Regardless of whether they collaborate now or in ten years, Shark Tank and working with the Sharks will be a blip in the history of VestPAKz, given the product’s longevity. 

Kevin joked that if he visits the Smithsonian and sees the VestPAKz, he will immediately regret his decision not to invest.

Michael initially states that the Smithsonian will exhibit the goods in 2015, but Kevin sharpens his attention and admits he is out of the deal. However, Arthur admits that there is a problem with the weight of schoolbooks. 

They demonstrated through testing that the VestPak does indeed distribute weight effectively and may assist children carrying their hefty loads. 

Robert notes that Michael appears to be a genuine individual and that the two of them did not come out to deceive them, but he has a legitimate concern. 

A product being sold at Wal-Mart, the world’s largest retailer, is even more frightening to an investor when $10,000 in sales occurs in 75 stores over two months.

Robert has also ceased to be a party to the transaction, so the statistics are not misleading.

Mark likes the product, but the goal is to invest in entrepreneurs and companies, and because VestPakz is already licensed through Arthur, there is too much gray area and too many unanswered questions in Mark’s mind. Mark also departs the deal quickly.

Barbara and Lori are the two surviving Sharks, and Barbara expresses her enthusiasm for the product, which is a reimagining of something that children purchase every other year. 

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However, Arthur interrupts her for a moment, and Barbara points out that this is a sad case because the product is the right one, but the entrepreneurs are the wrong ones, and she exits the deal.

Lori recognizes that the hustle and grind can become exhausting, but she believes Arthur and Michael have done well for themselves thus far. 

The issue, in her opinion, is that when a product is distributed to so many stores and only sells $10,000 in two months, regardless of whether the Sharks believe the product is a good idea or not, the consumers speak. 

As indicated by the low sales in two months at Wal-Mart, Lori also departs from the contract as the final Shark.

Michael Woolley and Arthur Grayer depart the Shark Tank dejected after failing to secure an investment in their startup Vestpakz.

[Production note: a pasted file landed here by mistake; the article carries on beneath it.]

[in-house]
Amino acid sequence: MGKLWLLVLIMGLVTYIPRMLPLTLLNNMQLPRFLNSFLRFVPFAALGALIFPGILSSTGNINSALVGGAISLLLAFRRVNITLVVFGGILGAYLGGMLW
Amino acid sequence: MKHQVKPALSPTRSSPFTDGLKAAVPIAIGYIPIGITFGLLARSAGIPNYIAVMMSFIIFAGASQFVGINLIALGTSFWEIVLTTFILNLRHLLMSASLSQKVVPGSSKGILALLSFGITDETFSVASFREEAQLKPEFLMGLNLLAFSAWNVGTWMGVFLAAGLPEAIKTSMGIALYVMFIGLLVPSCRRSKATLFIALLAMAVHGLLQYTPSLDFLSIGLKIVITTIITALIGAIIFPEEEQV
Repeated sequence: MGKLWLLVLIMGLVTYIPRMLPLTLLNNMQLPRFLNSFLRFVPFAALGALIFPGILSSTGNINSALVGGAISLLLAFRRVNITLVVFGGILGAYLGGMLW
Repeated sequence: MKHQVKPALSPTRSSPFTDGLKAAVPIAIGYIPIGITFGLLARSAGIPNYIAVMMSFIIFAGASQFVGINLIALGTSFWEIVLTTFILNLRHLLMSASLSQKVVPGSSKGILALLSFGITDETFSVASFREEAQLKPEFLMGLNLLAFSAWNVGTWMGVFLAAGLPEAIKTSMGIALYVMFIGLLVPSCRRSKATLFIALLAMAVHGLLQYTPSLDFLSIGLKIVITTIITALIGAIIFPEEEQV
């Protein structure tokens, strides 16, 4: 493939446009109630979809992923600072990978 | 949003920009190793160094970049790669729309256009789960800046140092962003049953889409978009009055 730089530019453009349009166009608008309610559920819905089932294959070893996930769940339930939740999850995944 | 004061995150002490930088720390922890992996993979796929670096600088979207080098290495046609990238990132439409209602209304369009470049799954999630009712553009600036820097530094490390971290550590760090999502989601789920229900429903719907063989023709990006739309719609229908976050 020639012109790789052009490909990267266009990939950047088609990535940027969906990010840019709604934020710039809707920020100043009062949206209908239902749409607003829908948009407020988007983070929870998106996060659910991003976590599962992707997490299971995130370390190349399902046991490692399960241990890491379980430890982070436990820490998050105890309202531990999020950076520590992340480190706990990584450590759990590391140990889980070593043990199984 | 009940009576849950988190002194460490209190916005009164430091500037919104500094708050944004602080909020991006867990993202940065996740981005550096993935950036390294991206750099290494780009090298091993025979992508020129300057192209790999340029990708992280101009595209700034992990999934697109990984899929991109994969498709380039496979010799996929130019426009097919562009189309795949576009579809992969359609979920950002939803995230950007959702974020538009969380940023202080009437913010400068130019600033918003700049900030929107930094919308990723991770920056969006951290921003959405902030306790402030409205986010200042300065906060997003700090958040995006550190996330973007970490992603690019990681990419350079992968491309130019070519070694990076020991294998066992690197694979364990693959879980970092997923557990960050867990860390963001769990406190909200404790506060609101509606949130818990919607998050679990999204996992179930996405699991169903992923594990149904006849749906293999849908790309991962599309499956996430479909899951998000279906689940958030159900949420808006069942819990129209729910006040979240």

What Happened To VestPakz After Shark Tank?

The concept is interesting, and I was hoping Michael and Arthur would expand upon it, but they haven’t done anything since they debuted on Shark Tank. Kevin put it well: Fantastic product, horrible business people. 

Now, browsing the VestPakz website directs you to an ill-designed Google Forms page on which VestPakz requests your name, email address, subject, and message. 

This entire endeavor is powered by “Andross Computers,” which appears to be a computer repair business.

Thus, while I adored the idea and was genuinely curious about the future of how children would commute to school and carry their complete backpack-load of books and materials, VestPakz is an unmitigated failure. 

I was unable to get any information on the product or how to acquire it, but I was able to locate a large number of people that have my identical yearning thoughts that have now been dashed.

VestPakz Shark Tank Update

Vestpakz.com redirects users to the Eastport.com website, where Vest Packs are sold. 

Perhaps an exclusive license agreement was already in place before this episode of Shark Tank? We already knew they had a deal with Eastport, but it now appears exclusive.

The bad news is that all four Vestpakz items on Eastport are currently “out of stock” just one day before they would be featured on the Shark Tank Show on Tuesday, January 13, 2015. 

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This past Christmas and the advertising leading up to the Smithsonian Innovation Festival might have helped them sell out of all backpack vests? 

If the Vestpakz product cannot be purchased before tomorrow night’s broadcast, it appears to be a huge missed opportunity.